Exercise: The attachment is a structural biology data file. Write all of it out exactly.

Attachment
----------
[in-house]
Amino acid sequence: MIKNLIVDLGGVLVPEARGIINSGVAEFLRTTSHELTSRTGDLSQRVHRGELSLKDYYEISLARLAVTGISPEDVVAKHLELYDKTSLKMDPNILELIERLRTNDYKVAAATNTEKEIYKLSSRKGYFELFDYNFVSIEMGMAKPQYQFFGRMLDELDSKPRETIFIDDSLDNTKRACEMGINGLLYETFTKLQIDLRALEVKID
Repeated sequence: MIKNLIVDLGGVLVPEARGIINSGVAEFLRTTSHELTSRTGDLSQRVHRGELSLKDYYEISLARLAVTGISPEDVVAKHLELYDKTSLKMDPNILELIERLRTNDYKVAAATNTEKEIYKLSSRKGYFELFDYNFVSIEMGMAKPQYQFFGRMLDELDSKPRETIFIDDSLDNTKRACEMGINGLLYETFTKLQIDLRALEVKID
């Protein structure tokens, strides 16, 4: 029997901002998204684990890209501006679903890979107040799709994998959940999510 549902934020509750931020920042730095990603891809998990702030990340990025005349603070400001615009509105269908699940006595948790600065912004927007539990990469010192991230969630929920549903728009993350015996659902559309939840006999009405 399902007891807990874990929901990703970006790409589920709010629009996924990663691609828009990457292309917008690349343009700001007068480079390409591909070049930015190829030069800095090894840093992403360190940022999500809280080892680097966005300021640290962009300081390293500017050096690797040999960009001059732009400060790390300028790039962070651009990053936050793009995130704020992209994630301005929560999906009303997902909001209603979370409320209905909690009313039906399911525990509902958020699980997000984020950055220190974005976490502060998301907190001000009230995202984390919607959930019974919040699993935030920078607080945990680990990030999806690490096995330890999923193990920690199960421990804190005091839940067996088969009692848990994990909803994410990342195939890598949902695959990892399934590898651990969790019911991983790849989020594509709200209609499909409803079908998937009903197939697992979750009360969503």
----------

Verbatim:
[in-house]
Amino acid sequence: MIKNLIVDLGGVLVPEARGIINSGVAEFLRTTSHELTSRTGDLSQRVHRGELSLKDYYEISLARLAVTGISPEDVVAKHLELYDKTSLKMDPNILELIERLRTNDYKVAAATNTEKEIYKLSSRKGYFELFDYNFVSIEMGMAKPQYQFFGRMLDELDSKPRETIFIDDSLDNTKRACEMGINGLLYETFTKLQIDLRALEVKID
Repeated sequence: MIKNLIVDLGGVLVPEARGIINSGVAEFLRTTSHELTSRTGDLSQRVHRGELSLKDYYEISLARLAVTGISPEDVVAKHLELYDKTSLKMDPNILELIERLRTNDYKVAAATNTEKEIYKLSSRKGYFELFDYNFVSIEMGMAKPQYQFFGRMLDELDSKPRETIFIDDSLDNTKRACEMGINGLLYETFTKLQIDLRALEVKID
């Protein structure tokens, strides 16, 4: 029997901002998204684990890209501006679903890979107040799709994998959940999510 549902934020509750931020920042730095990603891809998990702030990340990025005349603070400001615009509105269908699940006595948790600065912004927007539990990469010192991230969630929920549903728009993350015996659902559309939840006999009405 399902007891807990874990929901990703970006790409589920709010629009996924990663691609828009990457292309917008690349343009700001007068480079390409591909070049930015190829030069800095090894840093992403360190940022999500809280080892680097966005300021640290962009300081390293500017050096690797040999960009001059732009400060790390300028790039962070651009990053936050793009995130704020992209994630301005929560999906009303997902909001209603979370409320209905909690009313039906399911525990509902958020699980997000984020950055220190974005976490502060998301907190001000009230995202984390919607959930019974919040699993935030920078607080945990680990990030999806690490096995330890999923193990920690199960421990804190005091839940067996088969009692848990994990909803994410990342195939890598949902695959990892399934590898651990969790019911991983790849989020594509709200209609499909409803079908998937009903197939697992979750009360969503």